Even by usually plentiful summer standards, this weekend, as well as the week ahead, offers a remarkable bounty of live music choices at home and in the region. Here’s the rundown:
It was four summers ago when the Brooklyn ensemble Gangstagrass made itself known to Lexington audiences by way of an ear-opening performance at Natasha’s Bistro. The band’s unexpected hybrid sound, a blend of bluegrass and hip-hop, was largely new to local audiences, even though it had caught on nationally after “Long Hard Times to Come” had been chosen to serve as the theme to the acclaimed Kentucky-set series “Justified” in 2010.
Also a triumph for the group was a groove-centric version of the 19th-century ballad, “Banks of the Ohio,” from its 2014 album, “Broken Hearts and Stolen Money,” that makes the song’s murdering protagonist a female. “Justified” ceased production two years ago, but Gangstagrass is still going strong.
Never miss a local story.
The working life never seems to slow down for Jesse Malin. In addition to sharing summer concert bills with Cheap Trick and Juliana Hatfield, as well as ongoing music with the reunited D Generation (one of the preeminent New York punk bands of the 1990s), Malin has released a new EP, “Meet Me at the End of the World.”
A startling video for one of the record’s cooler tracks, a mash-up of the original tune “Revelations” and the Big Star classic “Thirteen,” reveals a beautifully poetic side of Malin’s profile in a way that recalls the more reflective music of longtime friend Ryan Adams. Read more about Malin on Page 10.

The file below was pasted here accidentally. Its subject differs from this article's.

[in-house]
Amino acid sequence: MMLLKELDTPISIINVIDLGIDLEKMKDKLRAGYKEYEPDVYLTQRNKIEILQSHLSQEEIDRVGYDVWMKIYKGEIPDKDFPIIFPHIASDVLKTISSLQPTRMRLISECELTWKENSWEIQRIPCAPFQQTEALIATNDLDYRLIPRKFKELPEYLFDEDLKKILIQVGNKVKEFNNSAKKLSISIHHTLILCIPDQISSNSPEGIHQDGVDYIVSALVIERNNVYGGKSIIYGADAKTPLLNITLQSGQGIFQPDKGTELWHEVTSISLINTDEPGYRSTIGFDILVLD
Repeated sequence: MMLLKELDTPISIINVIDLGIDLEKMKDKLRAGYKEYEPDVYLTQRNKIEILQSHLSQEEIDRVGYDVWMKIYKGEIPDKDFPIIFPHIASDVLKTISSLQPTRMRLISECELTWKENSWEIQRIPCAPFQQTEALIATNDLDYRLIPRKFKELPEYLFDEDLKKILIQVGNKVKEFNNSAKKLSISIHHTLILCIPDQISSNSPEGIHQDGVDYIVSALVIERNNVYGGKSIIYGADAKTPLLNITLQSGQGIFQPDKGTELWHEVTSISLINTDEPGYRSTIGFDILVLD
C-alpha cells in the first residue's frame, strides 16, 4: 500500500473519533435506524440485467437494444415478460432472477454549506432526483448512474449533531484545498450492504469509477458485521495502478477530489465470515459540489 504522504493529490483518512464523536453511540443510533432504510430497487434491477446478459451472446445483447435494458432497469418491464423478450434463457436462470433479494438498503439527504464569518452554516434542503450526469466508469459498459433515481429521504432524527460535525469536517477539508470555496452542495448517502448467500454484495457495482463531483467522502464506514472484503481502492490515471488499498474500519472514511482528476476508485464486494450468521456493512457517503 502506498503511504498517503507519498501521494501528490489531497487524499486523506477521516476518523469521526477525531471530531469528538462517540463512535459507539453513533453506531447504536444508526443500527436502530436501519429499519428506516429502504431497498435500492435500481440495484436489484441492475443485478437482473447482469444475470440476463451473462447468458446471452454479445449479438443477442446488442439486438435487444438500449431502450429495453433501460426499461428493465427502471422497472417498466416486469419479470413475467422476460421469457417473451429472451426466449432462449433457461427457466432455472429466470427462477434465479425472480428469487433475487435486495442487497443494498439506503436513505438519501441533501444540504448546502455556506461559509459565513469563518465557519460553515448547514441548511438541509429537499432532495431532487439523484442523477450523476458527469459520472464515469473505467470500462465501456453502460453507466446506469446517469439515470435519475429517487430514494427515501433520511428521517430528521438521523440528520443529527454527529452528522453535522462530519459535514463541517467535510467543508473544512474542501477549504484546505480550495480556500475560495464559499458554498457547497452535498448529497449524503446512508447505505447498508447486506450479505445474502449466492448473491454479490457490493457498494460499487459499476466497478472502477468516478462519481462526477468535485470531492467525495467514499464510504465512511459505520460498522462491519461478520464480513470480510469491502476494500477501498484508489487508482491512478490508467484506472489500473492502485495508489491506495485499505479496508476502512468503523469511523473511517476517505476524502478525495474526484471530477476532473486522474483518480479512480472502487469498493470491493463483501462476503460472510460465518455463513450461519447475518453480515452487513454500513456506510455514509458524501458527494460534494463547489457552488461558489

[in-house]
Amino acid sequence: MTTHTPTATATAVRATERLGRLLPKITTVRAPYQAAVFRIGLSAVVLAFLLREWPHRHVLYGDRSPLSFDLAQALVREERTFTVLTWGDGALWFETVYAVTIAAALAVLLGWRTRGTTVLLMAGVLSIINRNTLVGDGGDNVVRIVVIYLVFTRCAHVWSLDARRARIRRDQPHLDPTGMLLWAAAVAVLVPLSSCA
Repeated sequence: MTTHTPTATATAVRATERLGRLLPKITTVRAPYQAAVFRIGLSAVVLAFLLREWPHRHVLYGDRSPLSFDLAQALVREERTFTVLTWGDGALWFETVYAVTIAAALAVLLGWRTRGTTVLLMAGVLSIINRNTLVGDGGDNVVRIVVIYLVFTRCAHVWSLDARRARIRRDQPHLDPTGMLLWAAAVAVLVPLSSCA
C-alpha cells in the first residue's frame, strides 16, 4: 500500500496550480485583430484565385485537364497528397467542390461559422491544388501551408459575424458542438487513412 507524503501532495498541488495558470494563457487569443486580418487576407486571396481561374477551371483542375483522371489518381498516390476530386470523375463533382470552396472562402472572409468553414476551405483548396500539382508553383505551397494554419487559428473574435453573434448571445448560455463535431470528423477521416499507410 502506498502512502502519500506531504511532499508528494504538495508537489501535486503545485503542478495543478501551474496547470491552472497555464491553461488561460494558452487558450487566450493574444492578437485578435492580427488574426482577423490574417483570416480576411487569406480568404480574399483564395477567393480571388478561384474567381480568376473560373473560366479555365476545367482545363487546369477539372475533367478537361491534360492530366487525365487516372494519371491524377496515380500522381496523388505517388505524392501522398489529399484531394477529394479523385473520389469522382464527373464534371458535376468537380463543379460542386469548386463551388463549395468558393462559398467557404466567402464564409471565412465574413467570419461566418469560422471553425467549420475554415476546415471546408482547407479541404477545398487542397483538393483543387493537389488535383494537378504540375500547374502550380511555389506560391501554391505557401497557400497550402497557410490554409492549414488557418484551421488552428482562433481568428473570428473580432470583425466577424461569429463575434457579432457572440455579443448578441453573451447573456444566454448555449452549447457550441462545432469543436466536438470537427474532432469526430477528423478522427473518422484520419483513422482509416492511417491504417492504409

It’s nearly impossible to overestimate the influence that Lawrence County native Skaggs has had in the worlds of bluegrass and country music over the past five decades. From tenures in bands led by Ralph Stanley, JD Crowe and Emmylou Harris, to an astonishing solo career that prompted a new traditionalist country movement during the mid-1980s and a scholarly instrumental command upon his return to bluegrass in recent years, Skaggs remains largely without peer as a picker, bandleader and even indie bluegrass record label chieftain.
With roots that reach back to 1962, when it was inaugurated as the Ohio Valley Jazz Festival, the event now known simply as the Cincinnati Music Festival has become the largest concert gathering of nationally prominent R&B artists in the country. It’s an event so huge it takes two nights and a football stadium to deliver it. Friday’s performance roster features Mary J. Blige, Kem, SWV, En Vogue and Bell Biv Devoe. Saturday’s bill includes Usher, Fantasia, Anthony Hamilton, Confunkshun and Ro James.
The last third of the Crosby, Stills and Nash team is now hitting Central Kentucky. Stephen Stills played Lexington as part of the blues-rock troupe The Rides in 2013. David Crosby performed at the Norton Center for the Arts in Danville as recently as November.
Now we have Graham Nash visiting the Lexington Opera House for a concert with guitarist/accompanist Shane Fontayne. In Sunday’s Living section, Nash discusses, among other things, why Crosby, Stills and Nash sits in a state of disrepair, as well as the life changes that brought about “This Path Tonight,” his first solo album in 14 years.
Read Walter Tunis’ blog, featuring his musings on music in Central Kentucky and beyond, at LexGo.com